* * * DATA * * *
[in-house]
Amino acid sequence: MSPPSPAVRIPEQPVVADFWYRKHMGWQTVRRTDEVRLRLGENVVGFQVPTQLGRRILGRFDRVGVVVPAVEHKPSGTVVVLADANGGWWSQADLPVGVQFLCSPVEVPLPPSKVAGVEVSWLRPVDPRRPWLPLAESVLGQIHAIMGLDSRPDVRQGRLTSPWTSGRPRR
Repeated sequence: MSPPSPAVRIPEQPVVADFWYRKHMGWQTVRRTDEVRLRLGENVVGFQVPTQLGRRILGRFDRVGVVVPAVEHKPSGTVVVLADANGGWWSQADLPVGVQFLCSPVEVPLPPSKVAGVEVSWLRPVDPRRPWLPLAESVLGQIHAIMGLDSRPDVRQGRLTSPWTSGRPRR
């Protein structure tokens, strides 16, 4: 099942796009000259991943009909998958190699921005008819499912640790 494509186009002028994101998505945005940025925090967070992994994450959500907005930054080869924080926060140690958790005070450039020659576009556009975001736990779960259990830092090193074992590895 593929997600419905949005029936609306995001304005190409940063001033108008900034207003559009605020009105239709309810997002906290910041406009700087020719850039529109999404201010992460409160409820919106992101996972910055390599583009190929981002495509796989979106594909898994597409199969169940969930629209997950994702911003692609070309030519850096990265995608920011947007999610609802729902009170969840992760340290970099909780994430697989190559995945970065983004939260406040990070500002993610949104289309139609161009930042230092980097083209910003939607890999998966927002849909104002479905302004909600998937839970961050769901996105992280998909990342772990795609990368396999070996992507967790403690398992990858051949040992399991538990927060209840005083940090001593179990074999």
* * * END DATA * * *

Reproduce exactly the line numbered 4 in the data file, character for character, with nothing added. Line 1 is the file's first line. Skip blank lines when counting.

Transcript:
């Protein structure tokens, strides 16, 4: 099942796009000259991943009909998958190699921005008819499912640790 494509186009002028994101998505945005940025925090967070992994994450959500907005930054080869924080926060140690958790005070450039020659576009556009975001736990779960259990830092090193074992590895 593929997600419905949005029936609306995001304005190409940063001033108008900034207003559009605020009105239709309810997002906290910041406009700087020719850039529109999404201010992460409160409820919106992101996972910055390599583009190929981002495509796989979106594909898994597409199969169940969930629209997950994702911003692609070309030519850096990265995608920011947007999610609802729902009170969840992760340290970099909780994430697989190559995945970065983004939260406040990070500002993610949104289309139609161009930042230092980097083209910003939607890999998966927002849909104002479905302004909600998937839970961050769901996105992280998909990342772990795609990368396999070996992507967790403690398992990858051949040992399991538990927060209840005083940090001593179990074999």